A few rays of the sunset shone through leafless trees, the shadows traveling along the sparse grass and outlining treetops on the back of a cabin. At the wood’s edge, Ethan drove his shovel into the ground and scraped rock. He heaved the bite onto the pile of earth and stone he had created, making the hole deeper, wider. It had to be deep enough. It wouldn’t be good for animals to dig it up later. Leaves rustled somewhere in the distance, and he paused, glancing through the trees. He wiped his forehead. As the sunlight faded, he dropped the shovel at his feet and fixed his eyes on the garbage bag next to the hole.
Two days earlier, Ethan had sat on the arm of his recliner, hands on his knees, watching green eyes stare at him from the floor. The two vertical slits didn’t move as they regarded him. Ethan grabbed a plaid tie from his chair, looked at the blank ceiling and walls, and tied the tie around his throat. The cat licked its paw.
Ethan seemed to hear Mia as if she were still standing across the room. I’m so tired of this.
As Ethan stood, he smoothed the front of his wrinkled, white shirt and tucked it into his slacks. He glanced at the cat sitting on the hardwood floor. The animal had moved on to cleaning the peculiar white spot on its chest, the only white among the patches of tan and black covering the rest of its fur.
I’ll be back for my stuff in a few days.
Ethan sat, this time in the seat, and slipped on his loafers. The cat hurried over to be petted. It rubbed against Ethan’s pant leg, purring.
You can keep the stupid cat.
Ethan nudged the cat away with his foot. “Get off,” he said, brushing the hair from his leg and glancing up at the clock. He cursed and ran to the bathroom, kicking a to-go box on the way. As he entered, he put his hands on the marble countertop, knocking off a few pieces of mail. He picked them up. They were some bills and an invitation to his ten-year high school reunion. He tossed it in the trash by the toilet.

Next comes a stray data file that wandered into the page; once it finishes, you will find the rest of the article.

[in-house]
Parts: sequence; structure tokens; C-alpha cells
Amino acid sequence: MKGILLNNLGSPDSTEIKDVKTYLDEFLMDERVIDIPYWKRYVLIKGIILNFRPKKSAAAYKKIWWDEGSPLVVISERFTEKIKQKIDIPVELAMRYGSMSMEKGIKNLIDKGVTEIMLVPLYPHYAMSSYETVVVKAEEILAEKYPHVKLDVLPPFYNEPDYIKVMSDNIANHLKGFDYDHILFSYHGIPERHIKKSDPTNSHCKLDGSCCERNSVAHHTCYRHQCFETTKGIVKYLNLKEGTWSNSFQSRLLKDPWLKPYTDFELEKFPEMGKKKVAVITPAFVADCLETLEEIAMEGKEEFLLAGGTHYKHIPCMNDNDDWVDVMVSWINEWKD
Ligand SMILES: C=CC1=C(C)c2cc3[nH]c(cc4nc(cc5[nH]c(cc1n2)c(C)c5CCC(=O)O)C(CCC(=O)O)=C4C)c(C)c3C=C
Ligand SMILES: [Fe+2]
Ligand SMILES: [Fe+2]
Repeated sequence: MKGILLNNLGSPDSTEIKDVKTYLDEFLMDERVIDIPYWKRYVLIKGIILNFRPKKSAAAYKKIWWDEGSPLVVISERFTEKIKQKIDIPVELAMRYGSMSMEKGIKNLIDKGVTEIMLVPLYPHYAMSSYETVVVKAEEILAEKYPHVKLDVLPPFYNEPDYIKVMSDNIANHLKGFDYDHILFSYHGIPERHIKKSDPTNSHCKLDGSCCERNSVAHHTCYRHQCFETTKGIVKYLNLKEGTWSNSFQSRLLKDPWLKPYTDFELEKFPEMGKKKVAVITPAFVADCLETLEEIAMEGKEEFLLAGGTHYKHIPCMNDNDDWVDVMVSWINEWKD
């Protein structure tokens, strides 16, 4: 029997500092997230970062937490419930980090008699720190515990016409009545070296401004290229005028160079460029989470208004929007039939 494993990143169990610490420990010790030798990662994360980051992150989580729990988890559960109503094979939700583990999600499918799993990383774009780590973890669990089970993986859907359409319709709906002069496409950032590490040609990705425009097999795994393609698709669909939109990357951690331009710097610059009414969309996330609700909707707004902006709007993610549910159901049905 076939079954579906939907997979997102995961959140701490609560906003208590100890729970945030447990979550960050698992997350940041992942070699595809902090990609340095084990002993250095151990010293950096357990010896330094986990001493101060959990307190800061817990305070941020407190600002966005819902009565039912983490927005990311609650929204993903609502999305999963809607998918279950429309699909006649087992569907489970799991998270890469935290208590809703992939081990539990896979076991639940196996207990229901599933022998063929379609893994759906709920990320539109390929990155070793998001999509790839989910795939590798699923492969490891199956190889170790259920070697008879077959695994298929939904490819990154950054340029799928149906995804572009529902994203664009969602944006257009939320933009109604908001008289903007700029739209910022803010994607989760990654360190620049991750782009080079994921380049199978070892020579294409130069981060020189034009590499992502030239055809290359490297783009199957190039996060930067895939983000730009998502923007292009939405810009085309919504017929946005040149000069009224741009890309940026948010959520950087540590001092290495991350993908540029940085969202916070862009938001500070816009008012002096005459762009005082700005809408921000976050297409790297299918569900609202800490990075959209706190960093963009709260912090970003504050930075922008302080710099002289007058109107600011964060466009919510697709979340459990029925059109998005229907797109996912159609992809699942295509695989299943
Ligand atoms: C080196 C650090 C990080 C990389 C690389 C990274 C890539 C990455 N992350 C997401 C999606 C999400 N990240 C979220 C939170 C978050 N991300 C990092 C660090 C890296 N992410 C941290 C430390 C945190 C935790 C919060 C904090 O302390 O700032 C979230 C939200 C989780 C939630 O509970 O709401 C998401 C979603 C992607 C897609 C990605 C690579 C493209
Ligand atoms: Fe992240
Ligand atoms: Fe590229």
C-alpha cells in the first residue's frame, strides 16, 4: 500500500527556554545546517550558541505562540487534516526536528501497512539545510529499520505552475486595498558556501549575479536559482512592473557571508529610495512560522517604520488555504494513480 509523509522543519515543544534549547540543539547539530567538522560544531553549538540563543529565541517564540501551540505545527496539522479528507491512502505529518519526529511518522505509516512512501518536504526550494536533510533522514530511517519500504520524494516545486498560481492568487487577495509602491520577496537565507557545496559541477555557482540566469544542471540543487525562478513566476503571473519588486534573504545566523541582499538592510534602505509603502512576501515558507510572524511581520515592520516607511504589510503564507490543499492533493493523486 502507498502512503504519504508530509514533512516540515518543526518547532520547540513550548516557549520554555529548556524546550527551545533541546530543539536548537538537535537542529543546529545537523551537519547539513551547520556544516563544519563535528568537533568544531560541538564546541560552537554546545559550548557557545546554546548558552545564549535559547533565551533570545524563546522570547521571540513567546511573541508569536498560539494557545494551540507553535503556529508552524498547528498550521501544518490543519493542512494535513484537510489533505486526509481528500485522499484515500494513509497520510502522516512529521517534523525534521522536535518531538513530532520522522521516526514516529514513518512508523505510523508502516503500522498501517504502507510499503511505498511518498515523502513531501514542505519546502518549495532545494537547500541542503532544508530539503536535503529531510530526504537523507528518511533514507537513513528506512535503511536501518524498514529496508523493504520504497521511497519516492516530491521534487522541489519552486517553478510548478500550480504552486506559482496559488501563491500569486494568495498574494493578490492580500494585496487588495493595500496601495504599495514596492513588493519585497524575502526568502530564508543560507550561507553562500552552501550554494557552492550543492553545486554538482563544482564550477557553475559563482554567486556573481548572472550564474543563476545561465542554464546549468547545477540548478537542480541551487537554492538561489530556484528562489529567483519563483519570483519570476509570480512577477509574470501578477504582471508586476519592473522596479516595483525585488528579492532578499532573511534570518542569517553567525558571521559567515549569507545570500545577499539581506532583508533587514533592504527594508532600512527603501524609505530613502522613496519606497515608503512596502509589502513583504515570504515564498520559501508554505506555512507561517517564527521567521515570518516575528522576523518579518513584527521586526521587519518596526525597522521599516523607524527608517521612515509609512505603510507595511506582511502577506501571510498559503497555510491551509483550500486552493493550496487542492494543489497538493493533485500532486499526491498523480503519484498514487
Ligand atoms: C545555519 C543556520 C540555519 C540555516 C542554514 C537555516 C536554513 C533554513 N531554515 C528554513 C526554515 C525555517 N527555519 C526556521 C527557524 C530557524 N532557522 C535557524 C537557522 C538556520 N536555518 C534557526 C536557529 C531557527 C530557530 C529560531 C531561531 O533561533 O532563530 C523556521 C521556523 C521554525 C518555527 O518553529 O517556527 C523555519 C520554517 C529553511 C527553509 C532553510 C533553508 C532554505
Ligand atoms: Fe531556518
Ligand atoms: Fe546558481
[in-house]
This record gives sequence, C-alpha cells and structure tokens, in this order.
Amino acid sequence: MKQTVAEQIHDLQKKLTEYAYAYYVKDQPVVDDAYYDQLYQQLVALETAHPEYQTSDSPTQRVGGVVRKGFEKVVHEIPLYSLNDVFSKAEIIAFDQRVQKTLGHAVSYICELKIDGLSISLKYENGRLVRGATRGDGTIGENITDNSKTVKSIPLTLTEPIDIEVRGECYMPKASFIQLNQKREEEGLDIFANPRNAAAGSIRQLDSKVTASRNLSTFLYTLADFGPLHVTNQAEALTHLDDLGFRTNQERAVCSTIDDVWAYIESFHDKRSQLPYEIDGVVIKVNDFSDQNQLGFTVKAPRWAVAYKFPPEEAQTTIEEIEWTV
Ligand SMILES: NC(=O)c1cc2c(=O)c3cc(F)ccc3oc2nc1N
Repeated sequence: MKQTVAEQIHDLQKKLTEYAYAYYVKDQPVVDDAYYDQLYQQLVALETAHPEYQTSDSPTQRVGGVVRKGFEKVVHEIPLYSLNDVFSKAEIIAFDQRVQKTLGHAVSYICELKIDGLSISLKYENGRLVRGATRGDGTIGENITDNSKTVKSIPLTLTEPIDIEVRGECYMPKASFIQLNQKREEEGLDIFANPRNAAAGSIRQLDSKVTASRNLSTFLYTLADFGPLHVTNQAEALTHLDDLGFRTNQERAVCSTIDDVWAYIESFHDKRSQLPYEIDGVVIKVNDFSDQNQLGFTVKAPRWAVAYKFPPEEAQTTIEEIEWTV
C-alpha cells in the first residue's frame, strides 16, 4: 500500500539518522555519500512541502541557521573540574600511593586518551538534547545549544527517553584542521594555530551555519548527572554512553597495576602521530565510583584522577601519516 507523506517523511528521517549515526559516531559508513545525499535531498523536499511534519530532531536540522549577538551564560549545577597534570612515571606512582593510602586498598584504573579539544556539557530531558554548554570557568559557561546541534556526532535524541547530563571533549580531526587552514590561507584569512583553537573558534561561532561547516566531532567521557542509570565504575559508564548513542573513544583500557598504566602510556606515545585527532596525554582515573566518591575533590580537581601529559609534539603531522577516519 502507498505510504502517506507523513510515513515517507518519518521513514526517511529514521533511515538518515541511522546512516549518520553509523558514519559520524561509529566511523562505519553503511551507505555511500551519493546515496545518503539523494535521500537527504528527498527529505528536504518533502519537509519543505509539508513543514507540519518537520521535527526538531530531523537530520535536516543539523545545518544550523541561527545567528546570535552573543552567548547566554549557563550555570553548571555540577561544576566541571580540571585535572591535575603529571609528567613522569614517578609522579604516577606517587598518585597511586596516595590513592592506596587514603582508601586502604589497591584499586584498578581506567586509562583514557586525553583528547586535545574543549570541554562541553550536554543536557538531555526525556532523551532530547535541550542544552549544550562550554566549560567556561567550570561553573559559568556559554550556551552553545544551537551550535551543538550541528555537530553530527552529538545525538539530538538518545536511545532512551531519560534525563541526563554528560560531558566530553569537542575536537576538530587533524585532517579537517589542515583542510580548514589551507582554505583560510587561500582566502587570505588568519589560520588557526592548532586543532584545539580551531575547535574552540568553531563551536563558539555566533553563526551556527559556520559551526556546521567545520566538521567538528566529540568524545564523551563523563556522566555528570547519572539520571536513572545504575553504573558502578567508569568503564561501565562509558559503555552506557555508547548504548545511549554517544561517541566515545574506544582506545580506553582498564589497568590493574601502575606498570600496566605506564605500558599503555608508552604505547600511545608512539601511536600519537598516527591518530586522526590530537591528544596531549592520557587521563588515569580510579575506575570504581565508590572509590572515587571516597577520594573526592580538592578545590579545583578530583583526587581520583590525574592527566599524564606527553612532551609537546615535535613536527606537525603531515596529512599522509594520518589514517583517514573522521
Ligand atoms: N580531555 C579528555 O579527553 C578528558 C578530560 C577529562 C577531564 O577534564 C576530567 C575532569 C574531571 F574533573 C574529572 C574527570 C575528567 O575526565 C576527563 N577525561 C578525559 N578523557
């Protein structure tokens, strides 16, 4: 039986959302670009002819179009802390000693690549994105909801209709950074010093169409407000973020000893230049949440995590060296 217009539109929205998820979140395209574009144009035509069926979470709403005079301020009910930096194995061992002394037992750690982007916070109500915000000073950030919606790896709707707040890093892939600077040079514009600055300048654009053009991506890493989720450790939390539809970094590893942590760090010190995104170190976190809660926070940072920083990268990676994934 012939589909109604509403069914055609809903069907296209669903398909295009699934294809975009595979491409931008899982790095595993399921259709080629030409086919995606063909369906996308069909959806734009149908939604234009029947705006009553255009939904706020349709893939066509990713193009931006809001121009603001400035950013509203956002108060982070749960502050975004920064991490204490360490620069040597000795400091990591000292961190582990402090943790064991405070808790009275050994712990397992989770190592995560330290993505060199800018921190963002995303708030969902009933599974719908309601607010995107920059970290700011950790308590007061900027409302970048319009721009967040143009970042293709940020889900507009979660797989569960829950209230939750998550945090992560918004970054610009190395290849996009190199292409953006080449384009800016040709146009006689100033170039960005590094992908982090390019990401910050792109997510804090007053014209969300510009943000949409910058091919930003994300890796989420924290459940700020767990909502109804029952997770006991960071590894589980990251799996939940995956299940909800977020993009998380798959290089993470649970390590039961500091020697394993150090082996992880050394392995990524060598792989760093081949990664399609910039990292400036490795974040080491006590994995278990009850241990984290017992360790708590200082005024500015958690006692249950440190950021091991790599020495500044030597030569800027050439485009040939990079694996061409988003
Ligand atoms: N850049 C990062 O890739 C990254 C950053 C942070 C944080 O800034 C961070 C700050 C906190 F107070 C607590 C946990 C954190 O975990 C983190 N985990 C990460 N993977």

Ethan looked himself over in the mirror. Even through his glasses, he could see the circles under his eyes. He turned on the tap. Water trickled into the porcelain sink, and he splashed his cheeks, rubbing the warm water into his eyes under the glasses. His stubble itched, but he glanced at his watch and sighed. He pulled the hair from his face and smoothed it back with a damp hand.
Ethan opened the mirror and pulled out an orange container. He popped a pill from it into his mouth, washed them down with a swallow of water, and turned off the tap. He left.
When he arrived at work, Ethan rode the elevator to his level. Row after row of identical gray cubicles lined the floor, each with space only for a chair and desk, each desk crowded with only a monitor, planner, and pencil holder. Workers scurried passed him as he crept to his cubicle, trying to remain unseen by his supervisor. He didn’t feel like being yelled at again for coming in late. Twice, he had to double-back to make it through the confused aisles. As he fell into his seat, he glanced around to see if anyone important had noticed him. Satisfied, he leaned back in his chair and began his morning routine of staring at the wall.
“Car trouble, Mr. Wilson?”
Ethan flinched. “No, sir. Just running a little late this morning.”
Mr. Stewart leaned against the outside of the cubicle wall facing Ethan. As always, the overweight man sipped from his coffee mug. The steam fogged his thick glasses as he brought the drink to his lips, and when he lowered it again, coffee coated the bottom of his black-and-gray mustache. A thick drop landed on his monochrome business suit.
He licked the liquid away before responding. “Maybe you could enlighten me, Mr. Wilson, as to when you are supposed to report here in the morning.”
“Eight o’clock, sir.”
Mr. Stewart grabbed Ethan’s arm and glanced at it. “Looks like your watch is right.” He paused. “Don’t let it happen again.”
He began to walk away but stopped. “Ethan, I haven’t received your report for last week. Do you have it?”
Ethan stared at his desk and answered through clenched teeth. “I’ll have it to you by the end of the day.”
“Good. You did get the memo about deadlines, right?” Ethan jerked the memo from a drawer in his desk as Stewart sipped his coffee. Ethan took a breath and relaxed his jaw, continuing to stare at the particleboard in front of him.
“Well, get it in today,” Stewart responded as he walked away.
Ethan crumbled the memo into a ball—smaller, tighter, harder. He closed his eyes, took several more deep breaths, and dropped the wad into his trash bin. Reluctantly, he turned on his computer and started to type.